In the same year, Bianco presented her ideas for the site to her board of directors and the Visalia City Council, and all liked the idea. She continued to develop the plan, looking for funding possibilities and the important human resources that she would need. She assembled an impressive list of people including Woody Smeck, superintendent of Sequoias & Kings Canyon National Parks, Mark Tilchen, executive director of the Sequoia Parks Conservancy, Kevin McCuster, California Water Service community affairs specialist, Matt Seals, principal of Seals Construction Company, and Kay Hutmacher, landscape architect and a partner at Sierra Designs.

The site plan was complicated and Bianco realized she needed this top tier group of capable people to put the ambitious project together. The plan obviously focused on the historic sequoia tree, but she also wanted the location to serve as an outdoor nature classroom for school children, residents, and visitors, complete with interpretive displays and water-wise landscape. She further wanted to encourage visitation to the nearby national parks and obviously encourage tourism to Visalia, especially the town’s historic downtown. The site will also have smart phone access for visitor information.

Her plan developed and has now gone beyond the “wish list” stage. Kay Hutmacher is finalizing the site design with the help of California Water Service’s landscape consultant, Susan Cordone.

The “star” of the site will obviously be the sequoia tree. Visalia arborist, Steve Halsey, owner of Halsey’s Tree Service, did an assessment and found it to be in “fair” condition. He estimated it to be about 65 feet high and determined the trunk to be about 41 inches in circumference at breast height. He made some recommendations about irrigation, especially during the hot summer months.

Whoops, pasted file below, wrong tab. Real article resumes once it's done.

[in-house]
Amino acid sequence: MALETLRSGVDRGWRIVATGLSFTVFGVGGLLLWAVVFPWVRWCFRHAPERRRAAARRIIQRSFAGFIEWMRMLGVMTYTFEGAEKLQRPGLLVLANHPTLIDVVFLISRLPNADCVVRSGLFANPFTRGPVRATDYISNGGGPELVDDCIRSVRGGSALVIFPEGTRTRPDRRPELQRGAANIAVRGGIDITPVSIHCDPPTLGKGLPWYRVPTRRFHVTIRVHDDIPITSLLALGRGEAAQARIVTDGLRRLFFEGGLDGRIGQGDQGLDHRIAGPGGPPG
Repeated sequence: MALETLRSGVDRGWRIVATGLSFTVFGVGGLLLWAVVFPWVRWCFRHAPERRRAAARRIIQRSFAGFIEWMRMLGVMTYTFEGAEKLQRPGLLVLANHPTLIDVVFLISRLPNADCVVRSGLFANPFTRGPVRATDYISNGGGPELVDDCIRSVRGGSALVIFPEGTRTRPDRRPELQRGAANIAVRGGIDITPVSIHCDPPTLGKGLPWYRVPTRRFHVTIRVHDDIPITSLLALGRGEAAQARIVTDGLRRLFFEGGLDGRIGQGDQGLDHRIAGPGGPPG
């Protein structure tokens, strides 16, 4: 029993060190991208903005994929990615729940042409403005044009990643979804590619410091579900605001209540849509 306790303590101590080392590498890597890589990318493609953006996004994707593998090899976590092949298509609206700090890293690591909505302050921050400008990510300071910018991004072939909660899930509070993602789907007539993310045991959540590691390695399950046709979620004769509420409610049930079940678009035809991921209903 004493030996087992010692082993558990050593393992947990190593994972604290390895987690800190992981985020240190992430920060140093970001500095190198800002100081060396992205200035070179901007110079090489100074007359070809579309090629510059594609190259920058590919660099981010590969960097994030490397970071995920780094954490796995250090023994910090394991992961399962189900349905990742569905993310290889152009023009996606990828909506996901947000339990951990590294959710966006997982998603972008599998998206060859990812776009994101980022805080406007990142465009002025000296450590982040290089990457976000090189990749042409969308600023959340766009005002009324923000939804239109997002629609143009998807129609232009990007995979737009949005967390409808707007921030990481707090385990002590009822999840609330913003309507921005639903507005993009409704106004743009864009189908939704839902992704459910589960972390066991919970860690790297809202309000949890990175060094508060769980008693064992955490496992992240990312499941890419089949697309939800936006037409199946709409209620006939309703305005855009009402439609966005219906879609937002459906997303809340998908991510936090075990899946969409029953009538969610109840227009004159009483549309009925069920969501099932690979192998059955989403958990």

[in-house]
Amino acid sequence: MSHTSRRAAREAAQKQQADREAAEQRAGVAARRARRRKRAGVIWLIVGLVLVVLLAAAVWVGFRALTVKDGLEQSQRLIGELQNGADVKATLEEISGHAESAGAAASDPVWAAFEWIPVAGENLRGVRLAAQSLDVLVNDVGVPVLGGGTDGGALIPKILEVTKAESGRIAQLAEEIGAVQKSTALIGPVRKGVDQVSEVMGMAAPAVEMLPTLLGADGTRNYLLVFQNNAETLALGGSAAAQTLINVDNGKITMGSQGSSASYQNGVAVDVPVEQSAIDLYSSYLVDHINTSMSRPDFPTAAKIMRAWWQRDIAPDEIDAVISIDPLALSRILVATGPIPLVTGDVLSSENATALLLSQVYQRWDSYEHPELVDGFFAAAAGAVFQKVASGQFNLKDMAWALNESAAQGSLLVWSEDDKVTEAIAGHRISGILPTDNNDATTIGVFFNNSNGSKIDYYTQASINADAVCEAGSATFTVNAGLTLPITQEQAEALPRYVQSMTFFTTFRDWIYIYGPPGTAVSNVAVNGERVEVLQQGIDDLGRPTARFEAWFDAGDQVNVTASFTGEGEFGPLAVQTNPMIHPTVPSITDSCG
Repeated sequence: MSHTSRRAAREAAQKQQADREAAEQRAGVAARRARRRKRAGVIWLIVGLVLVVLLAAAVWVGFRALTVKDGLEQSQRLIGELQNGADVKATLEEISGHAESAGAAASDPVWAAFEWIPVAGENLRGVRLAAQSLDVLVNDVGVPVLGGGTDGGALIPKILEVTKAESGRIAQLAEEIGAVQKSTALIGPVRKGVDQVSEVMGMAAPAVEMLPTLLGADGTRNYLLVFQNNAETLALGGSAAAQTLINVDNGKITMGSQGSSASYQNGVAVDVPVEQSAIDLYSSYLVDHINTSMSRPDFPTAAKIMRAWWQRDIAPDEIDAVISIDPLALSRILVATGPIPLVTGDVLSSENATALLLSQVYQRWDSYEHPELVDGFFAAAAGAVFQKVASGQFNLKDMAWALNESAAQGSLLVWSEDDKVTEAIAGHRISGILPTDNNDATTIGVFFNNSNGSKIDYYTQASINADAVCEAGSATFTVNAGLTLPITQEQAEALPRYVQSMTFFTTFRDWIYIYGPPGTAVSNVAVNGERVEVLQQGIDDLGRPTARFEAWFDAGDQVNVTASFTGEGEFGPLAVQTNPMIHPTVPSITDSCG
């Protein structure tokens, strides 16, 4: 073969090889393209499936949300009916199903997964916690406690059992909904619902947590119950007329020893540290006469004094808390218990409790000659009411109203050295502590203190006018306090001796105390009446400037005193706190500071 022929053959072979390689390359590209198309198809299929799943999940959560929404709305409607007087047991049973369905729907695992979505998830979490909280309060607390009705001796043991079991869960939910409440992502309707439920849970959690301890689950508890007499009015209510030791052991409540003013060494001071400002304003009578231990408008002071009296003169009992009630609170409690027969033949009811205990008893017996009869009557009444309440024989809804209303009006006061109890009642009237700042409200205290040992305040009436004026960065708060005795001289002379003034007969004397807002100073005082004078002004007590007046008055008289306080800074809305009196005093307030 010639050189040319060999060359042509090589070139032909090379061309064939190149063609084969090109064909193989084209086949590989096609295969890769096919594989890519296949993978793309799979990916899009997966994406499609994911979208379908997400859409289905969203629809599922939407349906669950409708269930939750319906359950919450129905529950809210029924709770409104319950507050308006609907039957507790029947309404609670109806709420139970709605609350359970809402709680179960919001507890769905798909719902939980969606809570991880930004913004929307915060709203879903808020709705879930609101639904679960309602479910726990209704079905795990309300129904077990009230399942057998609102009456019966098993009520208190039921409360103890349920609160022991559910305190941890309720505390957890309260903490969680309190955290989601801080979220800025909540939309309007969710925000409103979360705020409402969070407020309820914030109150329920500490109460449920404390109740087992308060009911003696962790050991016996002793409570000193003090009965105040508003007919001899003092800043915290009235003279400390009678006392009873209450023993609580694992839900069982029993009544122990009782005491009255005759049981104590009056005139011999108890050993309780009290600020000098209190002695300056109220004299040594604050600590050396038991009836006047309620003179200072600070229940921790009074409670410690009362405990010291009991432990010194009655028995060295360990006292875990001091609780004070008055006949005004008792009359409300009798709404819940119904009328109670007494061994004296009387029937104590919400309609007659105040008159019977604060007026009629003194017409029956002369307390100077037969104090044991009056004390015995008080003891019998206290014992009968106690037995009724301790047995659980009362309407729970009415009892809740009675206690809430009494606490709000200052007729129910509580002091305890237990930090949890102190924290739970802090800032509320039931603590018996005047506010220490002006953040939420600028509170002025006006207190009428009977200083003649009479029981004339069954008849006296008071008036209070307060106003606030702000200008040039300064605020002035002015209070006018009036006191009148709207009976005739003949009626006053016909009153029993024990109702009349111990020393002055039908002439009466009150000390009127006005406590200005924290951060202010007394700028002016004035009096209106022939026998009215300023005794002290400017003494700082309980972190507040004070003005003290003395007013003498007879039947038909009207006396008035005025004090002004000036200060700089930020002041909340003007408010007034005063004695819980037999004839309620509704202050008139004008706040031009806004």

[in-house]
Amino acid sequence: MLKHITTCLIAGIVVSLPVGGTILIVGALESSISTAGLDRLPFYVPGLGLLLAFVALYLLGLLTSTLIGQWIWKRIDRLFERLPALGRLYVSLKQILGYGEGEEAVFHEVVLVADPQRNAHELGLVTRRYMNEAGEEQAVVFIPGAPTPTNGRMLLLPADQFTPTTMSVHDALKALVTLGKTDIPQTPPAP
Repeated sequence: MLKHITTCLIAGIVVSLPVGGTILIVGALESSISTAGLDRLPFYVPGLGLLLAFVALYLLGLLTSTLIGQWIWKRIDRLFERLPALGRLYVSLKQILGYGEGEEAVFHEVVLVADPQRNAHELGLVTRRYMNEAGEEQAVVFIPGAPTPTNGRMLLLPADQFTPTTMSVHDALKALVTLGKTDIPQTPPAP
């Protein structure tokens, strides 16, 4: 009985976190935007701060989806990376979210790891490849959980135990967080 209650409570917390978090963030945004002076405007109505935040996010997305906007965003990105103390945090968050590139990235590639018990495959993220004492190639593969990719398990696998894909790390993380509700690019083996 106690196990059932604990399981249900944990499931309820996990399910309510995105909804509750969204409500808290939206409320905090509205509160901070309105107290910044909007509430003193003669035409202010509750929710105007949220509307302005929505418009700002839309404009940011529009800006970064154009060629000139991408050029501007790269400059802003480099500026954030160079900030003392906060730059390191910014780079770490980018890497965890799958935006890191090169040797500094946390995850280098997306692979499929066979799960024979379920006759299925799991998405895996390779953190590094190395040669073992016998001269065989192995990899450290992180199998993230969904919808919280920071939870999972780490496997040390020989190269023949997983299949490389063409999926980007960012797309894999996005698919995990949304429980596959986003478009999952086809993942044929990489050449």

Soon site work will begin, and if Bianco has her way, it will be finished this summer. Obviously thrilled about the project, she is looking forward to its completion. “It will be interesting to tourists and locals alike,” she said. She added that with the support of Cal-Water, “We will have a demonstration garden for low water use plants and will show the connection between the Sierra snowpack and the valley.”

For 81 years the historic tree has been part of downtown Visalia. By sequoia standards, it’s a baby, given that these giants can live to be 3,000 years or more. Because it is outside of its natural habitat, the odds of it living that long are slim. But who knows, it already has defied the odds. What we do know is that its years of anonymity will soon be over and its unique place in Visalia history will be known by all.

About $33,000 in cash has been received, thanks especially to California Water Service, the Sequoia Parks Conservancy, and the Tulare County Historical Society. Numerous in-kind services have been donated as well and more donations would be helpful. If you or your organization would like to help support this project and have your name on the site as a donor, contact Suzanne Bianco at the non-profit Visalia Convention & Visitors Bureau, P.O. Box 2734, Visalia, CA 93279. She can also be reached at (559) 334-0141. The website is